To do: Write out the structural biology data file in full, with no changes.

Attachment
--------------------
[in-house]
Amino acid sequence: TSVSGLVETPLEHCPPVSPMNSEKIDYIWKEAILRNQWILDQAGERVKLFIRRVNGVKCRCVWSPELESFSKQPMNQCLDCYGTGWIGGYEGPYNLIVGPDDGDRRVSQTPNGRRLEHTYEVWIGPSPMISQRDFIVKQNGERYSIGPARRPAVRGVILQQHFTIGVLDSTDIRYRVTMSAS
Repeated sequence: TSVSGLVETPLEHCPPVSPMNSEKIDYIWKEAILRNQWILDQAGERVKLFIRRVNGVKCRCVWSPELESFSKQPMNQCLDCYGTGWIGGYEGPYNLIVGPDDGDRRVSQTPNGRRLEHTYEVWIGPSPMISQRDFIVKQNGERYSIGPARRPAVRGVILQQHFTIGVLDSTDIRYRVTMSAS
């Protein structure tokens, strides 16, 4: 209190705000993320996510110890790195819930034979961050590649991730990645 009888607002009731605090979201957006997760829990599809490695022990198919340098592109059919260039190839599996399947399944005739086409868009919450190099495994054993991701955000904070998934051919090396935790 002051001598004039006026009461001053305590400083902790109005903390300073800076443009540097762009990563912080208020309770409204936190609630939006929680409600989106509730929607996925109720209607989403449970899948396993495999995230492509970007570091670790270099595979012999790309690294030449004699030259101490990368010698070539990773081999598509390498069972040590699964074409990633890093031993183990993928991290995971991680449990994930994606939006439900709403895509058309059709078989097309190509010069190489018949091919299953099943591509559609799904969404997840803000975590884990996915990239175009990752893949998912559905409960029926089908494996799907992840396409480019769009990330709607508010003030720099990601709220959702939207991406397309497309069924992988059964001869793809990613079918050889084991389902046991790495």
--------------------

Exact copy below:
[in-house]
Amino acid sequence: TSVSGLVETPLEHCPPVSPMNSEKIDYIWKEAILRNQWILDQAGERVKLFIRRVNGVKCRCVWSPELESFSKQPMNQCLDCYGTGWIGGYEGPYNLIVGPDDGDRRVSQTPNGRRLEHTYEVWIGPSPMISQRDFIVKQNGERYSIGPARRPAVRGVILQQHFTIGVLDSTDIRYRVTMSAS
Repeated sequence: TSVSGLVETPLEHCPPVSPMNSEKIDYIWKEAILRNQWILDQAGERVKLFIRRVNGVKCRCVWSPELESFSKQPMNQCLDCYGTGWIGGYEGPYNLIVGPDDGDRRVSQTPNGRRLEHTYEVWIGPSPMISQRDFIVKQNGERYSIGPARRPAVRGVILQQHFTIGVLDSTDIRYRVTMSAS
């Protein structure tokens, strides 16, 4: 209190705000993320996510110890790195819930034979961050590649991730990645 009888607002009731605090979201957006997760829990599809490695022990198919340098592109059919260039190839599996399947399944005739086409868009919450190099495994054993991701955000904070998934051919090396935790 002051001598004039006026009461001053305590400083902790109005903390300073800076443009540097762009990563912080208020309770409204936190609630939006929680409600989106509730929607996925109720209607989403449970899948396993495999995230492509970007570091670790270099595979012999790309690294030449004699030259101490990368010698070539990773081999598509390498069972040590699964074409990633890093031993183990993928991290995971991680449990994930994606939006439900709403895509058309059709078989097309190509010069190489018949091919299953099943591509559609799904969404997840803000975590884990996915990239175009990752893949998912559905409960029926089908494996799907992840396409480019769009990330709607508010003030720099990601709220959702939207991406397309497309069924992988059964001869793809990613079918050889084991389902046991790495």